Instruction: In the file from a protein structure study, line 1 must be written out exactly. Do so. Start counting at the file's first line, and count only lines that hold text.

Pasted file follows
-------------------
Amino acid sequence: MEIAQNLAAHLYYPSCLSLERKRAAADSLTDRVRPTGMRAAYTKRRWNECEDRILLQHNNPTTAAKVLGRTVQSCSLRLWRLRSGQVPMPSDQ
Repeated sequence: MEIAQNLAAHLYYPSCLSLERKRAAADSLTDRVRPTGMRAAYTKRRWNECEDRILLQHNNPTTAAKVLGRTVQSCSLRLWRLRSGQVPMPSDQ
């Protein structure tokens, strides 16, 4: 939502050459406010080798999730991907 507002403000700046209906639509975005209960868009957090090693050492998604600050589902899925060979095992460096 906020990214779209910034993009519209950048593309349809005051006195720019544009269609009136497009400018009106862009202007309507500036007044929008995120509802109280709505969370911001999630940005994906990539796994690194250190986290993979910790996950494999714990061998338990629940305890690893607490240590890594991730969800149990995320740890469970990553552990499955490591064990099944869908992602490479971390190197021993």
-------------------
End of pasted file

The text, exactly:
Amino acid sequence: MEIAQNLAAHLYYPSCLSLERKRAAADSLTDRVRPTGMRAAYTKRRWNECEDRILLQHNNPTTAAKVLGRTVQSCSLRLWRLRSGQVPMPSDQ